Machine learning (ML) is ubiquitous in modern life—it’s the engine driving technologies like social networks, fraud detection, text translation, and speech recognition. Broadly speaking, ML is a branch of artificial intelligence that deals with designing algorithms that “learn from data.” The tasks tackled by ML algorithms are traditionally divided into three categories: classification (assigning a datum to a given class or category), regression (predicting a continuous value for an observable), and dimensionality reduction (finding relationships among variables).
In practice, ML is particularly appealing when a data set is highly dimensional—hence hard to process with traditional statistical methods—or is so complex that human experts have limited insight. Learning can either be “supervised,” when the algorithm sifts through a large number of examples for which the answer is known, or “unsupervised,” when the algorithm infers patterns and relationships underlying the data set. Today’s ML renaissance resulted from the combination of large data sets—which are getting significantly bigger over time—and more powerful computers, which can analyze these large data sets.
ML is expected to play an increasingly important role in scientific fields where data are pivotal. For example, last December NASA announced that Kepler space telescope data were used to discover new exoplanets with the help of deep learning, a supervised classification problem solved using a massive parallel computer architecture that mimics the human brain, that is, neural networks.
Many in the space science community anticipate that ML will have a profound effect on heliospheric physics in the foreseeable future. Space missions in the past few decades have returned large amounts of data encompassing remote, in situ, and ground-based observations. Space physics and space weather offer a tremendous opportunity to employ ML techniques that can disentangle highly dimensional data and detect patterns and causal relationships in complex nonlinear systems. To utilize these techniques to their fullest extent, however, space physicists need to be familiar with the language and tools of ML. Thus, a need for interdisciplinary collaborations has emerged.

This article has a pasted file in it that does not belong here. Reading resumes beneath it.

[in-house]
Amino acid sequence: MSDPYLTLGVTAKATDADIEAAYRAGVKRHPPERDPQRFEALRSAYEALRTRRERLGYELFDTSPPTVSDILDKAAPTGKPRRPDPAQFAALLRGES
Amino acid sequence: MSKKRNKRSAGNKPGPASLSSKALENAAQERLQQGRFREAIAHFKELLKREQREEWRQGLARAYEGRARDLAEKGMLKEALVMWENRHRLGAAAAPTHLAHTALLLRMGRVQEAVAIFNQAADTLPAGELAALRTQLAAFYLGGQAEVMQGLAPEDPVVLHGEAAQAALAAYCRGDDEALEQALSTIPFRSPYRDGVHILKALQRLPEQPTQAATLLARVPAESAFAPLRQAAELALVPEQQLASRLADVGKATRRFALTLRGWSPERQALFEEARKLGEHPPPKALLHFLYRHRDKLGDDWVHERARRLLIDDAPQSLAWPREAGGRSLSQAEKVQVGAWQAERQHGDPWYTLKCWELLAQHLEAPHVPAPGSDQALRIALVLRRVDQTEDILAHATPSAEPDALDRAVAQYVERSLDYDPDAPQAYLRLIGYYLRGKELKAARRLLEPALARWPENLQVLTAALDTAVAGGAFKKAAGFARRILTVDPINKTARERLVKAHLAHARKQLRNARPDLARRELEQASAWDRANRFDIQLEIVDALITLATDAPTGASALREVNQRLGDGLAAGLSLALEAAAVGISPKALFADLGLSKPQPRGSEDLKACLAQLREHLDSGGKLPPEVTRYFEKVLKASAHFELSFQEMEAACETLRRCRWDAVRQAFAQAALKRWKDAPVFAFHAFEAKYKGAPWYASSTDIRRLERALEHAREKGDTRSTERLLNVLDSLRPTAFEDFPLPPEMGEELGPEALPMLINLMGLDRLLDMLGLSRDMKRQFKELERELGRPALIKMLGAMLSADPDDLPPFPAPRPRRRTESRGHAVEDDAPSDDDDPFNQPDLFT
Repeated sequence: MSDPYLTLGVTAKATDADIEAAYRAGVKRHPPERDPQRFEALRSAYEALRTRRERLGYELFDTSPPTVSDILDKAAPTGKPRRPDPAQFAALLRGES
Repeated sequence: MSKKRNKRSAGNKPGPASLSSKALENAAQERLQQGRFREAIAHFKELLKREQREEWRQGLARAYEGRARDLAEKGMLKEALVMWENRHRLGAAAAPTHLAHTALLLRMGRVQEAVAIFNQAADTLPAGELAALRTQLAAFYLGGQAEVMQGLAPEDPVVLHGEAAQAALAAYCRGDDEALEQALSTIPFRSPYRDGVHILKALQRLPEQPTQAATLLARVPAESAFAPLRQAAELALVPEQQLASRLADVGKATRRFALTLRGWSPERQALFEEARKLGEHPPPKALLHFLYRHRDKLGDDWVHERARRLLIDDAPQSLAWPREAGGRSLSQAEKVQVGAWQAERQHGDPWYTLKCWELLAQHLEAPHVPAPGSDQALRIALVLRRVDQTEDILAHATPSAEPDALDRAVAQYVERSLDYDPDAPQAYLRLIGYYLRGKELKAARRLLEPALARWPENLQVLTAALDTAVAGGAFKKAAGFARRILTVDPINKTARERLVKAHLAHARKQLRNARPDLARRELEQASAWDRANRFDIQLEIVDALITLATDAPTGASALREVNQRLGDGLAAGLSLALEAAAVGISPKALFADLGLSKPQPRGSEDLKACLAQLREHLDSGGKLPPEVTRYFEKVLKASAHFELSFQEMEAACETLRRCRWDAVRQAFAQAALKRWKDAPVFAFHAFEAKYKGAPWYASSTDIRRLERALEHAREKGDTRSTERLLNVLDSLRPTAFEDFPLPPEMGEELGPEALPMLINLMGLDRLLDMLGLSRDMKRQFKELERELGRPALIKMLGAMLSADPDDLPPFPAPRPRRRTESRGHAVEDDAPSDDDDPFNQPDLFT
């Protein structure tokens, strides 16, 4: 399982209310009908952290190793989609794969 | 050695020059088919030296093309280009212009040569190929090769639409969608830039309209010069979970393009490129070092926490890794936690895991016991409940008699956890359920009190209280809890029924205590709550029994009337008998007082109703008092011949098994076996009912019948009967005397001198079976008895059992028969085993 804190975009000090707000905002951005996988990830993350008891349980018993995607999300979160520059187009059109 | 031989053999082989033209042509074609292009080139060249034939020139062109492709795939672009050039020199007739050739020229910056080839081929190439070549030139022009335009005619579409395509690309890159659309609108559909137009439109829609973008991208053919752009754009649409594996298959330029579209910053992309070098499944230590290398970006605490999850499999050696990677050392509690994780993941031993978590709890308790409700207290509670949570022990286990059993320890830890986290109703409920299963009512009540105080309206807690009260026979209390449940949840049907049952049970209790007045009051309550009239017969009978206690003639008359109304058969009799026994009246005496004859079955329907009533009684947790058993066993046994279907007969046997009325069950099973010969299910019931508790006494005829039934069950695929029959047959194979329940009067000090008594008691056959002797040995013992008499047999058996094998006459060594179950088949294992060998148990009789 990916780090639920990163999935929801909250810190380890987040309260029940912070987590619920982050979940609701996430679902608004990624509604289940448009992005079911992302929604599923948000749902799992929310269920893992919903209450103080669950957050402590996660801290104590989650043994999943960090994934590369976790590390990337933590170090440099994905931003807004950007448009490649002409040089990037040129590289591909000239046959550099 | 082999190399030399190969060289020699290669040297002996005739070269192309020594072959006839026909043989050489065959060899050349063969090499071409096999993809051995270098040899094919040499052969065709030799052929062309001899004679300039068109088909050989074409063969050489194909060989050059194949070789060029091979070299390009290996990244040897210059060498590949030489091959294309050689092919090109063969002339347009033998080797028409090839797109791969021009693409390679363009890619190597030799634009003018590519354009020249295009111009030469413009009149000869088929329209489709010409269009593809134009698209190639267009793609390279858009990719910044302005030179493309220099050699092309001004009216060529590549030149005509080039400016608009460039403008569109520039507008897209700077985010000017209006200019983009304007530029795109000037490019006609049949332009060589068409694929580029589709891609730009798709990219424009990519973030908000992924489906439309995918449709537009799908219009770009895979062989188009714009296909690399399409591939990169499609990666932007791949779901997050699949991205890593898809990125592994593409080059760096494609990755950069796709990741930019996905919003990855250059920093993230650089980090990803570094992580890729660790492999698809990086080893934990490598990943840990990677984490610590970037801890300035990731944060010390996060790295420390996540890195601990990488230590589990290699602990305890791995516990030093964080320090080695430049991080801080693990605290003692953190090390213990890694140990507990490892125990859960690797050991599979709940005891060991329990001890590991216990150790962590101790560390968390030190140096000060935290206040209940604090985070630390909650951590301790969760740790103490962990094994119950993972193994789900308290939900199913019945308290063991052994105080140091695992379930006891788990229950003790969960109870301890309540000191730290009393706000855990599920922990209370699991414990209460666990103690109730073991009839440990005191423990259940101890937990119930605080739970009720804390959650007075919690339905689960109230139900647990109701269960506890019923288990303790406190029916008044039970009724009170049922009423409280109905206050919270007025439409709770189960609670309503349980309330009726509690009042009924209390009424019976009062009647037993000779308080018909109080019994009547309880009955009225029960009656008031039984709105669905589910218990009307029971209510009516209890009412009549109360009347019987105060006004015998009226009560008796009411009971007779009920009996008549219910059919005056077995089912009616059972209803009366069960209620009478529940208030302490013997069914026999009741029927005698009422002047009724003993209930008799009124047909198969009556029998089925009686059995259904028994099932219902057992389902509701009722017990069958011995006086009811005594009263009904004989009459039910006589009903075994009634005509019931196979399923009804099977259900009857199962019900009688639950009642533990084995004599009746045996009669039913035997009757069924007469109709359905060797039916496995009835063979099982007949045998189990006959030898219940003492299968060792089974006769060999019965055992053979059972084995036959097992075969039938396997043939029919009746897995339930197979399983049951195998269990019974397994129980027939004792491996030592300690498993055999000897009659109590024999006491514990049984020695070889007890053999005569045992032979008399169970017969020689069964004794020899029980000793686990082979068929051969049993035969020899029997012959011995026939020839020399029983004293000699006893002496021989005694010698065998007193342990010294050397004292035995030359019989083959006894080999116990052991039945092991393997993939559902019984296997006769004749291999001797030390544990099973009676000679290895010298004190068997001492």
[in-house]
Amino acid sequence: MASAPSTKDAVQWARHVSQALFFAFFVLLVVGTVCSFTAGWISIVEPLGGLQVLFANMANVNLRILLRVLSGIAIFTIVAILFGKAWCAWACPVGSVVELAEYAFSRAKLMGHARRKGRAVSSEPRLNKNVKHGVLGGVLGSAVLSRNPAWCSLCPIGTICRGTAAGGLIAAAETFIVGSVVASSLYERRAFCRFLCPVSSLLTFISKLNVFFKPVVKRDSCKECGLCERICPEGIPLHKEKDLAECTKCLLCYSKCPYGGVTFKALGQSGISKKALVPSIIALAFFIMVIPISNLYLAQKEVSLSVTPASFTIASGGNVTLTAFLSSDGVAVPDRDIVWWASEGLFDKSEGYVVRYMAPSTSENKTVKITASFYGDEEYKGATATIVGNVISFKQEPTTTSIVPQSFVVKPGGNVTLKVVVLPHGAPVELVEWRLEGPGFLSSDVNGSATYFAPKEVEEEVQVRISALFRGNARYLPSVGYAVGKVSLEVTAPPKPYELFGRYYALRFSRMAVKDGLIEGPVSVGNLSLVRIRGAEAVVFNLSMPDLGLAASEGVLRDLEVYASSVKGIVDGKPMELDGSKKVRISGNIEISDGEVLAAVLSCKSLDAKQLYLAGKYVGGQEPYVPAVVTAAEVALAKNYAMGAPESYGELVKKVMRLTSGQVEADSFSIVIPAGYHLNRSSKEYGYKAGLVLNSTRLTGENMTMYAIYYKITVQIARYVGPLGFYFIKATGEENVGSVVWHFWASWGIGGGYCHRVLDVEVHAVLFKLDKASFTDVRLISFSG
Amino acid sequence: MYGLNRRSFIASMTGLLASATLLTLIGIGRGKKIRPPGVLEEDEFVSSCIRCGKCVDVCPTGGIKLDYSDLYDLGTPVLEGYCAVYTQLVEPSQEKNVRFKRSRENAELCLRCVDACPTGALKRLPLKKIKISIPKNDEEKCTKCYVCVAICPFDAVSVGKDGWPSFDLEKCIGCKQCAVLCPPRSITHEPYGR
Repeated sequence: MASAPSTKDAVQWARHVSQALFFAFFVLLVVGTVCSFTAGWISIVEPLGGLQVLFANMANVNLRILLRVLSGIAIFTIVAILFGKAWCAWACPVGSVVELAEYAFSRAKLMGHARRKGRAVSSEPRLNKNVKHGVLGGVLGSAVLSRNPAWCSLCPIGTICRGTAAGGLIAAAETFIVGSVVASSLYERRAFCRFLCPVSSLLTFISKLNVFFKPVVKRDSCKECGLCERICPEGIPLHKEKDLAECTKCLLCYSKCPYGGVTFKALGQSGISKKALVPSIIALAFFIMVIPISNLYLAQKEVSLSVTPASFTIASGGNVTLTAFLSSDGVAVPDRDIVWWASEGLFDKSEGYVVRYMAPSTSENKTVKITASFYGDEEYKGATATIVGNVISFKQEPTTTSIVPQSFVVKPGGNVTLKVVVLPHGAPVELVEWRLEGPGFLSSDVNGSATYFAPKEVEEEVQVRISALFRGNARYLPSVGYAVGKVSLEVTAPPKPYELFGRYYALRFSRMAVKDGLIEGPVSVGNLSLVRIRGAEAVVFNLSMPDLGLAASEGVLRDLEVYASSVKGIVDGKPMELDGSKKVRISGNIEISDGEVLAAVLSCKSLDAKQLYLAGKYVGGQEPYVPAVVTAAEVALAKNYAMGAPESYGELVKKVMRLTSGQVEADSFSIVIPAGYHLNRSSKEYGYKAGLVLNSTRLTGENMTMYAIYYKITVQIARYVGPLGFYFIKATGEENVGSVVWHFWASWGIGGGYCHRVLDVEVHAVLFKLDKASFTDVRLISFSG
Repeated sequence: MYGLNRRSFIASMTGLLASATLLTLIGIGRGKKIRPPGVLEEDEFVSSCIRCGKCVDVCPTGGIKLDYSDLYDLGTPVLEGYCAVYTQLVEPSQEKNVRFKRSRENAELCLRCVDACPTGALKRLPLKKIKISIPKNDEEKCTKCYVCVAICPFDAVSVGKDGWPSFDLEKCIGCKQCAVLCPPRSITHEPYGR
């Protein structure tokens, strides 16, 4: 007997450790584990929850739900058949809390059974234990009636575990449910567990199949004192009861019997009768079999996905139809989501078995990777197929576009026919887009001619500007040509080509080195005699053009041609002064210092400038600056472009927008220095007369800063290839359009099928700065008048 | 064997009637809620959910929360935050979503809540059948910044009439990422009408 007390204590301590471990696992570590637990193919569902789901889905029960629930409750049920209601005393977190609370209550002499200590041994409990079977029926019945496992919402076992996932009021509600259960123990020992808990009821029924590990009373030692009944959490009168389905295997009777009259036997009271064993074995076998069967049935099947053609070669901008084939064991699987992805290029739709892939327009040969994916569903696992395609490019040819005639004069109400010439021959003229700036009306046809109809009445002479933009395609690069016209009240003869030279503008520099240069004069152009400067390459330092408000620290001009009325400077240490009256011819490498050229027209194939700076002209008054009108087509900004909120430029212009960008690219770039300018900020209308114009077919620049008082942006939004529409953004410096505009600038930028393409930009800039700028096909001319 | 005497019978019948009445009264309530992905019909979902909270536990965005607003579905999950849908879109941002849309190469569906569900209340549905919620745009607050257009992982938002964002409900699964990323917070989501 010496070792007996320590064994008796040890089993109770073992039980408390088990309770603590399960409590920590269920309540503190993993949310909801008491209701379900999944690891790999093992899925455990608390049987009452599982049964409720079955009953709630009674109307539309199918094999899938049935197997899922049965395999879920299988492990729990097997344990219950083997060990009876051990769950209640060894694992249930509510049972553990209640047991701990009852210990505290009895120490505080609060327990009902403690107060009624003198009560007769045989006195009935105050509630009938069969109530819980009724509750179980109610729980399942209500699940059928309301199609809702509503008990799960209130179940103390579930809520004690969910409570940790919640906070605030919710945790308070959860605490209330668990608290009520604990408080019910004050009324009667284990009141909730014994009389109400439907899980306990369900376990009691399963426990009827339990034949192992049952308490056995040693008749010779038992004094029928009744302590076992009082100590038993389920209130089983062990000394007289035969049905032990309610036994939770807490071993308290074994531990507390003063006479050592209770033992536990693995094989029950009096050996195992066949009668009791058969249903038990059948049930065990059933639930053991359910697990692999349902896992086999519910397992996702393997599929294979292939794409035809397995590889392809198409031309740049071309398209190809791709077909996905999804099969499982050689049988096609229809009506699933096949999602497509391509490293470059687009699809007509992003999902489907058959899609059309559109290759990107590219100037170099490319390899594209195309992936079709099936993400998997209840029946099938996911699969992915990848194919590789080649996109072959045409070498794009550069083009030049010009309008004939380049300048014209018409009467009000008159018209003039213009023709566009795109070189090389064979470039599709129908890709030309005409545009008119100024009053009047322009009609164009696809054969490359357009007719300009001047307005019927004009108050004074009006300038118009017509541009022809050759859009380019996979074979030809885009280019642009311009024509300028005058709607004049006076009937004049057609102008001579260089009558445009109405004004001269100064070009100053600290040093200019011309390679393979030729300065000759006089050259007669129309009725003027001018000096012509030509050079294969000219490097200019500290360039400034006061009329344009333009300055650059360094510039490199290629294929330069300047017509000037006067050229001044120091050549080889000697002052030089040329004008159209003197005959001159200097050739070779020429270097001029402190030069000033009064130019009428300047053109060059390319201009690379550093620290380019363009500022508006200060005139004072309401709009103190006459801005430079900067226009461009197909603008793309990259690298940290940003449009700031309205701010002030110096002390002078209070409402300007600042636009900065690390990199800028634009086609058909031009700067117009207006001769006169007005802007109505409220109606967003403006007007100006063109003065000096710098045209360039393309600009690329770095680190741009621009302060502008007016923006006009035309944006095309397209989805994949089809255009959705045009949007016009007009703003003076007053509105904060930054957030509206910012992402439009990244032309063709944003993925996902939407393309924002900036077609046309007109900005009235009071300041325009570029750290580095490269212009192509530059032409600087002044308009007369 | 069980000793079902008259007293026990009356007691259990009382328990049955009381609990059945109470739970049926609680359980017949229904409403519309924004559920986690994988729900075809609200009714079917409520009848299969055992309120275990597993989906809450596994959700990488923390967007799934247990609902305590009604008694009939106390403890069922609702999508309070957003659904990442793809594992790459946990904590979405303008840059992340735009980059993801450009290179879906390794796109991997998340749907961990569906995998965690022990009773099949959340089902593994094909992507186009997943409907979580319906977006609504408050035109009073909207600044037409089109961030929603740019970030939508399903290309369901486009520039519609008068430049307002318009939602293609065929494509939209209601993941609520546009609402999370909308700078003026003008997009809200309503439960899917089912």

To foster symbiosis and cross-fertilization across disciplines, a workshop brought together researchers from space weather, space physics, computer science, information science, ML, and data mining. The workshop was limited to about 40 participants to ensure personal interactions; the time was divided between lectures by topical experts and small breakout sessions. The lecture topics were balanced between space weather and various aspects and subfields of ML. Breakout sessions initially focused on identifying challenging problems in the solar and magnetospheric environment and subsequently involved applications of ML algorithms. The workshop was successful in creating lively discussions and a collaborative environment.
The following open challenges were addressed by the participants:
- understanding causality and reducing dimensionality in space data (remote, in situ, and ground based)
- dealing with large imbalances in space weather data (e.g., events and nonevents) to train forecasting models
- producing large catalogs of events with ML algorithms
Many joint projects were discussed, and participants are expected to continue engaging after the workshop. A planned white paper geared toward funding agencies will raise awareness of the potential for ML applications in space weather. Finally, a coordinating committee was formed to prepare a general-public ML challenge in the upcoming months in the style of Kaggle.com, a Web-based platform for predictive modeling and data science competitions. A follow-up workshop is anticipated to take place in 2 years.
Workshop materials are available here.
We gratefully acknowledge the Lorentz Center for facilitating the workshop and financial support. We would also like to gratefully acknowledge financial support from the Institut National de Recherch en Informatique et en Automatique, Royal Netherlands Meteorological Institute, and Netherlands Organization for Scientific Research cluster Nonlinear Dynamics in Natural Systems.
—Enrico Camporeale (email: [email protected]), Multiscale Dynamics, Centrum Wiskunde & Informatica, Amsterdam, Netherlands; Simon Wing, Johns Hopkins University Applied Physics Laboratory, Laurel, Md.; and Jay Johnson, Andrews University, Berrien Springs, Mich.